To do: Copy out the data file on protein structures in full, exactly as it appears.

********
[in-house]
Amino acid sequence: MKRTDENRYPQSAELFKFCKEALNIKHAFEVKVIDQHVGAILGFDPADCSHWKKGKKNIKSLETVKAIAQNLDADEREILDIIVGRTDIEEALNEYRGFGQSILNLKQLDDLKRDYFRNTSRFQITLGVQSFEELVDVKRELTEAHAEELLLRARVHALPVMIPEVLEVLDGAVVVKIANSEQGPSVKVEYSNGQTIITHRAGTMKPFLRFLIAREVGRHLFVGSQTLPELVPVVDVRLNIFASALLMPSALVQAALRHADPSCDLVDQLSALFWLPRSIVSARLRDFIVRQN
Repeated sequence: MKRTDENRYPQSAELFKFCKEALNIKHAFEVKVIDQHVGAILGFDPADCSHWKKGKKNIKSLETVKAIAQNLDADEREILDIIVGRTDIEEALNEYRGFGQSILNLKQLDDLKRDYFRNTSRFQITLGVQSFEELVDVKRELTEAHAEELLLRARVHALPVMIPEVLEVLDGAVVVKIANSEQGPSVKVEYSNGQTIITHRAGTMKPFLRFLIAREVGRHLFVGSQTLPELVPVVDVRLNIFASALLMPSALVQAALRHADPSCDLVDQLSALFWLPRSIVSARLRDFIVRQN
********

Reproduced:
[in-house]
Amino acid sequence: MKRTDENRYPQSAELFKFCKEALNIKHAFEVKVIDQHVGAILGFDPADCSHWKKGKKNIKSLETVKAIAQNLDADEREILDIIVGRTDIEEALNEYRGFGQSILNLKQLDDLKRDYFRNTSRFQITLGVQSFEELVDVKRELTEAHAEELLLRARVHALPVMIPEVLEVLDGAVVVKIANSEQGPSVKVEYSNGQTIITHRAGTMKPFLRFLIAREVGRHLFVGSQTLPELVPVVDVRLNIFASALLMPSALVQAALRHADPSCDLVDQLSALFWLPRSIVSARLRDFIVRQN
Repeated sequence: MKRTDENRYPQSAELFKFCKEALNIKHAFEVKVIDQHVGAILGFDPADCSHWKKGKKNIKSLETVKAIAQNLDADEREILDIIVGRTDIEEALNEYRGFGQSILNLKQLDDLKRDYFRNTSRFQITLGVQSFEELVDVKRELTEAHAEELLLRARVHALPVMIPEVLEVLDGAVVVKIANSEQGPSVKVEYSNGQTIITHRAGTMKPFLRFLIAREVGRHLFVGSQTLPELVPVVDVRLNIFASALLMPSALVQAALRHADPSCDLVDQLSALFWLPRSIVSARLRDFIVRQN